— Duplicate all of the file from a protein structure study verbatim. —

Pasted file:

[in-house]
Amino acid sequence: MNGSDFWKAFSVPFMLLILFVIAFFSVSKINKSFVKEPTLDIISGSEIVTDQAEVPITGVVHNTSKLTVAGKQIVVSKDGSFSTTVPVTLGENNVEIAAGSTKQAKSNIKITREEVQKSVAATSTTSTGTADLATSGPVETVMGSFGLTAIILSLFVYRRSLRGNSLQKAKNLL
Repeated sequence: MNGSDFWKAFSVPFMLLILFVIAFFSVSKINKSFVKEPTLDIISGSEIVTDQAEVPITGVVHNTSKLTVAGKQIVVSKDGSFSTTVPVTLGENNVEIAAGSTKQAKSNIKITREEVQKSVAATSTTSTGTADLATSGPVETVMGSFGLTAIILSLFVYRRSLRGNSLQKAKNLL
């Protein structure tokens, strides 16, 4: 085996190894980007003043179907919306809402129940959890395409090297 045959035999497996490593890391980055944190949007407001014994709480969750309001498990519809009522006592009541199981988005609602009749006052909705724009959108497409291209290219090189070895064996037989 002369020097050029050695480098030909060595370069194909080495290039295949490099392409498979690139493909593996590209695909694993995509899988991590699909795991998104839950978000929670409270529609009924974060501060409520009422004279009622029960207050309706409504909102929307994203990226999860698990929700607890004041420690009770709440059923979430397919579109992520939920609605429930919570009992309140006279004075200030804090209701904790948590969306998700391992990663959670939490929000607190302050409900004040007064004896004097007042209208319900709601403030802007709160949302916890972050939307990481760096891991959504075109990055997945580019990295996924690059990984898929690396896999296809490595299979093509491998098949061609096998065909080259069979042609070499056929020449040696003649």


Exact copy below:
[in-house]
Amino acid sequence: MNGSDFWKAFSVPFMLLILFVIAFFSVSKINKSFVKEPTLDIISGSEIVTDQAEVPITGVVHNTSKLTVAGKQIVVSKDGSFSTTVPVTLGENNVEIAAGSTKQAKSNIKITREEVQKSVAATSTTSTGTADLATSGPVETVMGSFGLTAIILSLFVYRRSLRGNSLQKAKNLL
Repeated sequence: MNGSDFWKAFSVPFMLLILFVIAFFSVSKINKSFVKEPTLDIISGSEIVTDQAEVPITGVVHNTSKLTVAGKQIVVSKDGSFSTTVPVTLGENNVEIAAGSTKQAKSNIKITREEVQKSVAATSTTSTGTADLATSGPVETVMGSFGLTAIILSLFVYRRSLRGNSLQKAKNLL
């Protein structure tokens, strides 16, 4: 085996190894980007003043179907919306809402129940959890395409090297 045959035999497996490593890391980055944190949007407001014994709480969750309001498990519809009522006592009541199981988005609602009749006052909705724009959108497409291209290219090189070895064996037989 002369020097050029050695480098030909060595370069194909080495290039295949490099392409498979690139493909593996590209695909694993995509899988991590699909795991998104839950978000929670409270529609009924974060501060409520009422004279009622029960207050309706409504909102929307994203990226999860698990929700607890004041420690009770709440059923979430397919579109992520939920609605429930919570009992309140006279004075200030804090209701904790948590969306998700391992990663959670939490929000607190302050409900004040007064004896004097007042209208319900709601403030802007709160949302916890972050939307990481760096891991959504075109990055997945580019990295996924690059990984898929690396896999296809490595299979093509491998098949061609096998065909080259069979042609070499056929020449040696003649």